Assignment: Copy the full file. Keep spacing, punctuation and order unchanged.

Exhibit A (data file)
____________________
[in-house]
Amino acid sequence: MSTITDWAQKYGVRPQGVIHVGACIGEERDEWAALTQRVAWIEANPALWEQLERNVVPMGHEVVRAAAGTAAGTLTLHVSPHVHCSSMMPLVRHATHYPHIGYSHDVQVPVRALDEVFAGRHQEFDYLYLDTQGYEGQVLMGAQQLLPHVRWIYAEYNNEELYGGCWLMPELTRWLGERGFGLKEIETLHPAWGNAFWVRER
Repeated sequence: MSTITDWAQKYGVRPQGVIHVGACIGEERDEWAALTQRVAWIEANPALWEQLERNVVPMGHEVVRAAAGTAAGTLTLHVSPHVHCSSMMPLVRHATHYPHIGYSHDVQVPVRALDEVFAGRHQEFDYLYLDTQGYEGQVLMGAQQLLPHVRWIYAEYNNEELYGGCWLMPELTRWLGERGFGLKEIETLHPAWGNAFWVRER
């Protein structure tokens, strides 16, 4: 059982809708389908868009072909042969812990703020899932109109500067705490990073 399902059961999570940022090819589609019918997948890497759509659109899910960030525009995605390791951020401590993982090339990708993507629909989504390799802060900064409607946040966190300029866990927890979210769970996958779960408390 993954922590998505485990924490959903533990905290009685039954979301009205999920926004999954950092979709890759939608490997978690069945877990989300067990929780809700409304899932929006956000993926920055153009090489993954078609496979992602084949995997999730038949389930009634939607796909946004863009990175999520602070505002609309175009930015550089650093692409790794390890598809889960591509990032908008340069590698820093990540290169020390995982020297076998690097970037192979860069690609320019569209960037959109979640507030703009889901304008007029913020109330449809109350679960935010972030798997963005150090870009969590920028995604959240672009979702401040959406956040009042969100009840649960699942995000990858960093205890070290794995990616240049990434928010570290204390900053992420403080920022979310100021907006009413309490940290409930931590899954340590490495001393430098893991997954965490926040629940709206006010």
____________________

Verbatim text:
[in-house]
Amino acid sequence: MSTITDWAQKYGVRPQGVIHVGACIGEERDEWAALTQRVAWIEANPALWEQLERNVVPMGHEVVRAAAGTAAGTLTLHVSPHVHCSSMMPLVRHATHYPHIGYSHDVQVPVRALDEVFAGRHQEFDYLYLDTQGYEGQVLMGAQQLLPHVRWIYAEYNNEELYGGCWLMPELTRWLGERGFGLKEIETLHPAWGNAFWVRER
Repeated sequence: MSTITDWAQKYGVRPQGVIHVGACIGEERDEWAALTQRVAWIEANPALWEQLERNVVPMGHEVVRAAAGTAAGTLTLHVSPHVHCSSMMPLVRHATHYPHIGYSHDVQVPVRALDEVFAGRHQEFDYLYLDTQGYEGQVLMGAQQLLPHVRWIYAEYNNEELYGGCWLMPELTRWLGERGFGLKEIETLHPAWGNAFWVRER
């Protein structure tokens, strides 16, 4: 059982809708389908868009072909042969812990703020899932109109500067705490990073 399902059961999570940022090819589609019918997948890497759509659109899910960030525009995605390791951020401590993982090339990708993507629909989504390799802060900064409607946040966190300029866990927890979210769970996958779960408390 993954922590998505485990924490959903533990905290009685039954979301009205999920926004999954950092979709890759939608490997978690069945877990989300067990929780809700409304899932929006956000993926920055153009090489993954078609496979992602084949995997999730038949389930009634939607796909946004863009990175999520602070505002609309175009930015550089650093692409790794390890598809889960591509990032908008340069590698820093990540290169020390995982020297076998690097970037192979860069690609320019569209960037959109979640507030703009889901304008007029913020109330449809109350679960935010972030798997963005150090870009969590920028995604959240672009979702401040959406956040009042969100009840649960699942995000990858960093205890070290794995990616240049990434928010570290204390900053992420403080920022979310100021907006009413309490940290409930931590899954340590490495001393430098893991997954965490926040629940709206006010």